Single-Center Evaluation of the Pharmacokinetics and Safety of the Angiotensin II Receptor Antagonist Azilsartan Medoxomil in Mild to Moderate Hepatic Impairment

Caroline Dudkowski, Aziz Karim, Zhen Zhao, Alberto B. Alonso, Dyal Garg, Richard A. Preston

Research output: Contribution to journalArticle

2 Scopus citations

Abstract

Azilsartan medoxomil (AZL-M) is a potent angiotensin II receptor blocker that decreases blood pressure in a dose-dependent manner. It is a prodrug that is not detected in blood after its oral administration because of its rapid hydrolysis to the active moiety, azilsartan (AZL). AZL undergoes further metabolism to the major metabolite, M-II, and minor metabolites. The objective of this study was to determine the effect of mild to moderate hepatic impairment on the pharmacokinetics of AZL and its major metabolite. This was a single-center, open-label, phase 1 parallel-group study that examined the single-dose (day 1) and multiple-dose (days 4–8) — 40 mg — pharmacokinetics of AZL and M-II in 16 subjects with mild and moderate hepatic impairment by Child-Pugh classification (n = 8 per group) and subjects (n = 16) matched based on age, sex, race, weight, and smoking status. Mild or moderate hepatic impairment did not cause clinically meaningful increases in exposure to AZL and M-II. Mild or moderate hepatic impairment had no clinically meaningful effect on the plasma protein binding of AZL and M-II. Single and multiple doses of AZL-M 40 mg were well tolerated in all subject groups. Based on the pharmacokinetic and tolerability findings, no dose adjustment of AZL-M is required for subjects with mild and moderate hepatic impairment.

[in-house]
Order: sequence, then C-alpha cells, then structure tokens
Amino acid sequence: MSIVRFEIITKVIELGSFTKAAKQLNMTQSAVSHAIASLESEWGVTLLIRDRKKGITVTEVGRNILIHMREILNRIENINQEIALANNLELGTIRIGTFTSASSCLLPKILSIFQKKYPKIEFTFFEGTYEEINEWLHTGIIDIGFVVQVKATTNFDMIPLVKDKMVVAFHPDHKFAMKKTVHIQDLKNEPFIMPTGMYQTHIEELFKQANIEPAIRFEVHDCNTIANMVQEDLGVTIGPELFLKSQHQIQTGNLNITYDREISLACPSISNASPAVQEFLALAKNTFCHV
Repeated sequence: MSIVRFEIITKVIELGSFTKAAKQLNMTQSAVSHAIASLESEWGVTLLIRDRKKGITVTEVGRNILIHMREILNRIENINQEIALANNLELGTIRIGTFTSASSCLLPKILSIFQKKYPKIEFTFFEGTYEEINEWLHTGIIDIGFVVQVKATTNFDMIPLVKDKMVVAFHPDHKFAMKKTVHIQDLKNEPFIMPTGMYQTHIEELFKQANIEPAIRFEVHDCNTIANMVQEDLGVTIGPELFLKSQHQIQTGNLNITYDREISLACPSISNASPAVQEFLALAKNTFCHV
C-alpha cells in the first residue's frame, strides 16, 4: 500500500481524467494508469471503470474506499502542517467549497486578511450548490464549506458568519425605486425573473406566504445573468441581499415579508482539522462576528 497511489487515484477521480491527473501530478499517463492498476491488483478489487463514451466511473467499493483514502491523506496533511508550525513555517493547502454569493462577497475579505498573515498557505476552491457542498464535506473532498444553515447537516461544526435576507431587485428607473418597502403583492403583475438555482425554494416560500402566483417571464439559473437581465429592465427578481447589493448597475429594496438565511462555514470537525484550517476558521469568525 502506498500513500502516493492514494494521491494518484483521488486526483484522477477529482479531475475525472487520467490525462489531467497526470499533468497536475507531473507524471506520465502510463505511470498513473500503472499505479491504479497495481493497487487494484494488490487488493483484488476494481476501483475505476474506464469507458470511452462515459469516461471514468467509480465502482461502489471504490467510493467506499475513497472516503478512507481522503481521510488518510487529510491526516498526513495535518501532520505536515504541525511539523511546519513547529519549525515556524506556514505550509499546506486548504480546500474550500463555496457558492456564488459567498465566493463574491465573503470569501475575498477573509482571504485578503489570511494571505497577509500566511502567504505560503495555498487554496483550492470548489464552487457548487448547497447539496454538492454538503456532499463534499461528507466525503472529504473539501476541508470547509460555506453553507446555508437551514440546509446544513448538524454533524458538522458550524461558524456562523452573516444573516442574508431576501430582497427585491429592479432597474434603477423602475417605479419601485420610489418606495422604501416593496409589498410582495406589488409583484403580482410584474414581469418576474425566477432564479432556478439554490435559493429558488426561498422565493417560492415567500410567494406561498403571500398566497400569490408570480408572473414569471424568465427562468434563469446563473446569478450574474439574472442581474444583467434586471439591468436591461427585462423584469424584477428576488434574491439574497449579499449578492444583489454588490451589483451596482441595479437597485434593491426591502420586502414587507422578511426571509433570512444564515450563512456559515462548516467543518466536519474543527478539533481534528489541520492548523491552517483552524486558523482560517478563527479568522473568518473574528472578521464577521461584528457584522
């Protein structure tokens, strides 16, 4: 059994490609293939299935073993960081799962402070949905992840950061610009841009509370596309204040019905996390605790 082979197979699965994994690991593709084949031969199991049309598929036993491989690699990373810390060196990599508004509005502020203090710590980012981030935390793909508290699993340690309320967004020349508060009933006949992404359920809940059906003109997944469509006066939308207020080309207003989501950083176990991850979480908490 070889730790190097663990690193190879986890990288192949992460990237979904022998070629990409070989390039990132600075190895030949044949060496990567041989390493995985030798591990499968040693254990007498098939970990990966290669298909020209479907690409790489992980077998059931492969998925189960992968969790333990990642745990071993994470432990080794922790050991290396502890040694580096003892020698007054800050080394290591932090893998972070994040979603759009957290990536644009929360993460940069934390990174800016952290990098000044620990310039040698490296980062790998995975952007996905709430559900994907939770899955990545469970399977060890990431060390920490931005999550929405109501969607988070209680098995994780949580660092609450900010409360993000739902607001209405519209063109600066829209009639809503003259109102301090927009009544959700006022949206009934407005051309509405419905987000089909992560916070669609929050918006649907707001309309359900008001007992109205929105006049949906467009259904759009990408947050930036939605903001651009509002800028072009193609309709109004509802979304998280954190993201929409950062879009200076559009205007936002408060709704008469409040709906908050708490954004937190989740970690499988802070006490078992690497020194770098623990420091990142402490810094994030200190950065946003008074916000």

Original languageEnglish (US)
Pages (from-to)48-56
Number of pages9
JournalJournal of Clinical Pharmacology
Volume58
Issue number1
DOIs
StatePublished - Jan 2018

Keywords

  • angiotensin II receptor blocker
  • azilsartan medoxomil
  • drug metabolism
  • hepatic impairment
  • hypertension
  • pharmacokinetics

ASJC Scopus subject areas

  • Pharmacology
  • Pharmacology (medical)

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